Commonly used dead pixel replacement methods: left point replacement, upper point replacement, neighborhood median or mean replacement, etc.
The principle of dead pixel removal is to replace the pixel value of the dead pixel with the surrounding pixel values. You need to determine the location of the dead pixels in an image and use an infrared lens to be calibrated to capture blackbody images at different temperatures. The response of the dead pixels to temperature is obviously different from that of normal pixels. Then mark the coordinates of these points and use the surrounding pixels to replace them.
In actual operation, the effect of replacing with the mean value is not as good as replacing it with the median value of surrounding pixels, because many infrared detector dead pixels are used to appear concentratedly, and there may be dead pixels around a dead pixel. Using median replacement can reduce the impact of surrounding dead pixels on the replacement effect.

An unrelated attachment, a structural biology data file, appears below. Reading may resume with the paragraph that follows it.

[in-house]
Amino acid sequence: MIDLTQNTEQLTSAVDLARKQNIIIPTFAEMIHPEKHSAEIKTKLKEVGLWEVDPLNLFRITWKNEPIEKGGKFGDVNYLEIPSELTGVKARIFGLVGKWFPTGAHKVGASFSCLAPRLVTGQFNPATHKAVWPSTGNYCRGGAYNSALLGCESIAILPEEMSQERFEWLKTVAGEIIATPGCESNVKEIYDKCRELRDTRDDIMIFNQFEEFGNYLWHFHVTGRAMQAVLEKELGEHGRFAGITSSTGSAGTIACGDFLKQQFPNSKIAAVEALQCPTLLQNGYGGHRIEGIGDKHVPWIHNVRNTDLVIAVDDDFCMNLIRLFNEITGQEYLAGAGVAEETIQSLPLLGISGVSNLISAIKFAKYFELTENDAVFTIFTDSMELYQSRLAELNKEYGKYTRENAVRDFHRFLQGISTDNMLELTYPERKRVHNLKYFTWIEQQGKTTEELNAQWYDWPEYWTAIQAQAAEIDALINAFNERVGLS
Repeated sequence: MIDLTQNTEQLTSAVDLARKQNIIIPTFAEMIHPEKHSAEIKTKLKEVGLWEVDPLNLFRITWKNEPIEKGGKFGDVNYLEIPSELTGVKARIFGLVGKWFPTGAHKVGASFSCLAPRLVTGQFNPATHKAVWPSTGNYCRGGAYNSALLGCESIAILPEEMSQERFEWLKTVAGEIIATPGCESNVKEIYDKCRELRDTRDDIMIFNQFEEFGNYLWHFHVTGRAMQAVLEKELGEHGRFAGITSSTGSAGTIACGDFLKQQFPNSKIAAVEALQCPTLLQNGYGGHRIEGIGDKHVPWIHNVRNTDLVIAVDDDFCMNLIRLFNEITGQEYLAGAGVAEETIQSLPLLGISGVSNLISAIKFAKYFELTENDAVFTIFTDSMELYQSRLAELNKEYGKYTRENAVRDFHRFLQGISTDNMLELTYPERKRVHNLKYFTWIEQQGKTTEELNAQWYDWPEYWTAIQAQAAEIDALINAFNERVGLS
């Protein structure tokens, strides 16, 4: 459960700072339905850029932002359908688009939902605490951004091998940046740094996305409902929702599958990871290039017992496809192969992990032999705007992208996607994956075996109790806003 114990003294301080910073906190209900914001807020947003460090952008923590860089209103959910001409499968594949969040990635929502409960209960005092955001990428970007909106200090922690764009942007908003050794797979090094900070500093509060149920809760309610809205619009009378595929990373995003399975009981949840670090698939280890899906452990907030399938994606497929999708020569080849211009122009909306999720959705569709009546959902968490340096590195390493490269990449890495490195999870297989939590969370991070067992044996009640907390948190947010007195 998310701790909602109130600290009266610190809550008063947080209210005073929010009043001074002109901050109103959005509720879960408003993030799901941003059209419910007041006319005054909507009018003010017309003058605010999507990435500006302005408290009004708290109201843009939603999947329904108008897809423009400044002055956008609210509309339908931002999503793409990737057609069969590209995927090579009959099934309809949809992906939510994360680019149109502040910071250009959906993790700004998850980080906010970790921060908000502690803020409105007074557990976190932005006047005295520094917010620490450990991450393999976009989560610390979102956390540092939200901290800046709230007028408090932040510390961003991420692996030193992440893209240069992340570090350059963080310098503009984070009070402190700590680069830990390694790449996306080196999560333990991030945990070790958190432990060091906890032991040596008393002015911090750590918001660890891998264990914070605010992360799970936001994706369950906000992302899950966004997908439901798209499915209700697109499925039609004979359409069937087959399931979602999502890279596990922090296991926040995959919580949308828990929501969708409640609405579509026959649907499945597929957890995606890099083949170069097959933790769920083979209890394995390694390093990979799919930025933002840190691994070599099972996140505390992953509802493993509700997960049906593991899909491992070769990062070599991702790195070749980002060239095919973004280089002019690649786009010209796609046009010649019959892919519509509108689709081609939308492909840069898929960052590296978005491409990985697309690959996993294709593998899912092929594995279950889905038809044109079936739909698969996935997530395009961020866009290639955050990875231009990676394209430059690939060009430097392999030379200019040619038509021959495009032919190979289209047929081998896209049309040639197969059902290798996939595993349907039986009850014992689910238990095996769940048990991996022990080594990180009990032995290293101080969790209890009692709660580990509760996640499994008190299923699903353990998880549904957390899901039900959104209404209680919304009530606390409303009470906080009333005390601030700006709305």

Ghost Images refer to bright or dark lines that appear in infrared images and do not change with the target, which appears with a faint halo.
Cause: It is caused by the uneven response rate of the detection element of the infrared detector to infrared radiation.
Characteristics of ghost images: Their depth and detail vary with the scene and weather, but the overall shape is consistent on the same detector.
Calibration method: It can be solved by making two-point calibration on site. Generally, during on-site calibration, aim at a low-temperature target such as a clean, cloudless sky and press the designated compensation key; then aim at a relatively high-temperature target (you can choose the closed lens cover) and press a compensation key. After the compensation is completed, the system will automatically calculate the correction coefficient K value based on the background collected by the compensation and perform a two-point correction to eliminate ghosting.